Full Text Available Recent crises show clearly that Europeans security depends on external developments. The Common Security and Defense Policy failed to provide security, while the European Union military missions were limited in terms of their scope. This inability threatens the interests and security of the member states. Exactly, this research explores the concept of military power of the EU. In order to elaborate anatomy of military power of the EU, the descriptive-analytic method is used. Military performance analysis proves that the EU is able to have the greatest impact in the global arena. The research shows that with the achievement of a political strategy among the stakeholder, on which the replacement of the consensus mechanism with an ordinary majority is predicted, the EU would be able to lead a proactive and efficient security policy.

  1. The conversion of military science and technology: Former Soviet Union case

    International Nuclear Information System (INIS)

    Martellini, M.


    The end of the Cold War which has brought deep changes in the very concept of defence, requires fundamental changes in the defence strategies of all nations, the new international situation is encouraging the conversion of the military sector for the benefit of the civilian economy. This process involves many companies that have previously worked mostly or exclusively on the basis of military orders. In particular, from the nuclear non-proliferation point of view and environmental safety standpoint, some urgent problems arise: civilian management of military nuclear technologies, management and storage of weapon-grade materials, namely plutonium and highly enriched uranium from dismantled nuclear warheads, cleaning and reusing large areas which have been taken up for the production of weapon-grade plutonium and uranium enrichment (in Soviet Union so called 'atomic sites'), retraining scientific personnel and engineers in the nuclear military industry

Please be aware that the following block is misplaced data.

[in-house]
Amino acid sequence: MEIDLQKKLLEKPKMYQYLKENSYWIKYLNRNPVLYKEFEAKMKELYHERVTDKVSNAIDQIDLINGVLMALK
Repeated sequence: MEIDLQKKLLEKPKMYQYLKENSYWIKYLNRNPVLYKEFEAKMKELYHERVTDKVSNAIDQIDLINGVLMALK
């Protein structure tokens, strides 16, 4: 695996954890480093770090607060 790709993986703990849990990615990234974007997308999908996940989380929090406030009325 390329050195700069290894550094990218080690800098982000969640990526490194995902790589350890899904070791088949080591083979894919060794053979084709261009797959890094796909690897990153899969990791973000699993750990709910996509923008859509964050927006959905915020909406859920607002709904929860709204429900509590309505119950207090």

2. Principles for developing animal models of military PTSD

    Directory of Open Access Journals (Sweden)

    Nikolaos P. Daskalakis